Keeping Pace With HSIA
Just because high-speed Internet access has become a hotel commodity doesn't mean it's static. In fact, say vendors and users alike, HSIA standards are being refined, users are more discriminating and what used to be very expensive a mere five years ago is far more down-to-earth.
When AmericInn International launched 20 years ago, HSIA wasn't a concern, says Jan Bedzyk, director of purchasing for the select-service chain. Now it's a guest expectation, whether wired, Wi-Fi or both. All Americ-Inns are built of concrete, so the earliest ones are Wi-Fi, because hard-wiring an existing building of concrete was impossible, she said. But new-builds feature both Wi-Fi and the hard-wired HSIA mandated for many government and military employees with stringent security needs.
“The old ones maintain a wireless status, and that does deter some of our guests,” Bedzyk acknowledges. “Last year, we changed our specification to have both wired and wireless to meet all of our guests' needs. No one needs to be tethered anymore.”
What differentiates HSIA providers is support, says Bedzyk. AmericInn guests — and owners — demand live, 24/7 help access for HSIA. “If you can go into a Starbucks Coffee or Borders Bookstore with your laptop and obtain service,” Bedzyk says, “you better be able to do that within all areas of your hotel.”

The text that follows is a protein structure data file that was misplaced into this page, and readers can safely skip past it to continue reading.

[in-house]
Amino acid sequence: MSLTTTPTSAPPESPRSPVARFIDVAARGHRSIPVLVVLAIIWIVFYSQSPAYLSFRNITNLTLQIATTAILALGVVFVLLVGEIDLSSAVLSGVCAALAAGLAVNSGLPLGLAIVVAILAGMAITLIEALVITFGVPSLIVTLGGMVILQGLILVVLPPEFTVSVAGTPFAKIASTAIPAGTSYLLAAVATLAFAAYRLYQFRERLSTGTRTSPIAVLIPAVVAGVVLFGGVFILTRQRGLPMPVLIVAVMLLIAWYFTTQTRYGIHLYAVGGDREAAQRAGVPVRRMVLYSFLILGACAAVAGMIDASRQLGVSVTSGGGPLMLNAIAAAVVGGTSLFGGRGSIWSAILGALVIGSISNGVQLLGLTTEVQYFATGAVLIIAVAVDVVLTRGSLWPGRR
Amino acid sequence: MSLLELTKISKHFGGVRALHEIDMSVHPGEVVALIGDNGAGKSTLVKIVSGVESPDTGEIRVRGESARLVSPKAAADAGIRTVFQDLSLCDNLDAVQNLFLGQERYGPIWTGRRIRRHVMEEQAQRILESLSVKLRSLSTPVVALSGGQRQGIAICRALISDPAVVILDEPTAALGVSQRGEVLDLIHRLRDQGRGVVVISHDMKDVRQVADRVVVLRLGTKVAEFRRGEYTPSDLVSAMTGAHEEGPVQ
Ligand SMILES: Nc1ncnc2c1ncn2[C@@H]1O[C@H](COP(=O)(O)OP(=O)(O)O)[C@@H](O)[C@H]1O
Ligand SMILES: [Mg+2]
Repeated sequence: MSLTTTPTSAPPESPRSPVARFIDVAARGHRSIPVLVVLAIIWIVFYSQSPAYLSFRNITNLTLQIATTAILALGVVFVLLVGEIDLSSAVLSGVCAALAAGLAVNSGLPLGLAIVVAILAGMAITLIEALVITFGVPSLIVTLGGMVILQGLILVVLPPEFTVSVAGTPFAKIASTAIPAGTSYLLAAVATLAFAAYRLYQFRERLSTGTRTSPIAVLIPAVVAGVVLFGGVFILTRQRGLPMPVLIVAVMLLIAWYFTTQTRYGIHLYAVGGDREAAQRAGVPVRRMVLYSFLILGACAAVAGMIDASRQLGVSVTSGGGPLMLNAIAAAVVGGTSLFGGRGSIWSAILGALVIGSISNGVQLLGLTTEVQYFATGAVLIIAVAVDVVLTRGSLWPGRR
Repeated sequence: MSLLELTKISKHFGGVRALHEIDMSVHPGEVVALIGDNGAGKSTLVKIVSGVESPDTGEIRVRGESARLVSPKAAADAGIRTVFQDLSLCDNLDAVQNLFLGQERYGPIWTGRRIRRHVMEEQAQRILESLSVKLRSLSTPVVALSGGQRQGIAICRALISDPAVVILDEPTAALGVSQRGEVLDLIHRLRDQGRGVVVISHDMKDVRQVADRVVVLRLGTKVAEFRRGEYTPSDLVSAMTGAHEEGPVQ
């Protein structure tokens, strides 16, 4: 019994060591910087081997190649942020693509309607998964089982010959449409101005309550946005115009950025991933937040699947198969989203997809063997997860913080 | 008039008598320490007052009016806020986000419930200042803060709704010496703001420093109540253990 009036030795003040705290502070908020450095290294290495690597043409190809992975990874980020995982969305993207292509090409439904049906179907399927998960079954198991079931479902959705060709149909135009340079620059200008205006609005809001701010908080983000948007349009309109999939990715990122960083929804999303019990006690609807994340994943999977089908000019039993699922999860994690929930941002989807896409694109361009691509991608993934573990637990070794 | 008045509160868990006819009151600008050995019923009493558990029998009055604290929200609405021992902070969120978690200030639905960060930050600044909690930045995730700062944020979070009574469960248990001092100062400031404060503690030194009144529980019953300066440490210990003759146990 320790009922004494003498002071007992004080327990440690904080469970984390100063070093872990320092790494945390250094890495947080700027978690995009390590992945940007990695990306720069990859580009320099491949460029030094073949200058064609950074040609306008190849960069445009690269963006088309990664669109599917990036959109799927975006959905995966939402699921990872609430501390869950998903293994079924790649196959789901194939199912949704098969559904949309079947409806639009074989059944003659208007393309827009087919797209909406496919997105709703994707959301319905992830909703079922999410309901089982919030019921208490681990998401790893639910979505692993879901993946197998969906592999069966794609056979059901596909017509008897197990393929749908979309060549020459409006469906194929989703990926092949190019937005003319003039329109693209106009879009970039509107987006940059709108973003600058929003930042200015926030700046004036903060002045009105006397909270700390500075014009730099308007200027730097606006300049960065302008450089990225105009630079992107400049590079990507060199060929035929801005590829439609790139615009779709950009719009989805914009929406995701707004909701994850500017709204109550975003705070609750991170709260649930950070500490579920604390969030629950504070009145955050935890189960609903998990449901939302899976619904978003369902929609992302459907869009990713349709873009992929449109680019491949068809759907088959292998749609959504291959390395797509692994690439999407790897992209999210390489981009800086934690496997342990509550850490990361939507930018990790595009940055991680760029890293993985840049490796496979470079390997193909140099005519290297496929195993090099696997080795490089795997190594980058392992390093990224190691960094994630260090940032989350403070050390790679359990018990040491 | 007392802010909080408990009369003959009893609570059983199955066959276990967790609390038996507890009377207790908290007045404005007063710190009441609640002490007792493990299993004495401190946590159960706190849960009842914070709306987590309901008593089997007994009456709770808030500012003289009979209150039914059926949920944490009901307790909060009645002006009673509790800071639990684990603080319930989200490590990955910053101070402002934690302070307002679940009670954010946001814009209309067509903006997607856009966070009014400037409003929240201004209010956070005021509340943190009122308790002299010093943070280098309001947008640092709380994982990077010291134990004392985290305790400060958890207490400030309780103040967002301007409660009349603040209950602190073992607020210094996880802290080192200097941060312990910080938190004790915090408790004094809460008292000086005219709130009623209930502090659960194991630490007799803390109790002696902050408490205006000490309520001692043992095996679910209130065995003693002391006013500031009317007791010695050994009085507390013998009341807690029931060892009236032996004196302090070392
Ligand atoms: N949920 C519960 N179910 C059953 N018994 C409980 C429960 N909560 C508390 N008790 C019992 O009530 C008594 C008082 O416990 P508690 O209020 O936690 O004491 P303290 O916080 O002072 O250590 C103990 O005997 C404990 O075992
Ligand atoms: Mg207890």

“A lot of franchisors are updating HSIA standards,” says Jason Tienor, president and CEO of Telkonet. Costs are going down, too: “Contracting for two, higher-bandwidth lines today may not be more expensive than the original line was five years ago.” That's particularly important for larger properties where multiple users can overload a system and create an outage. In such cases, two lines can spell relief and keep the HSIA running.
“That one night of outage is going to impact that guest's decision to return to your property.”
And demand will only grow. “HSIA technology is becoming more secure, more stable, more ubiquitous,” says Tienor, who travels with a MacBook Pro and an iPhone. “I believe it's going to evolve. Look at its uses today, from dual-service phones, e-books, tablet computing — all these devices require specific abilities and needs, and when you extend it beyond personal computing to the entertainment space and talk about xBox being carried by guests, all these things need to be seamless on a hospitality network.”
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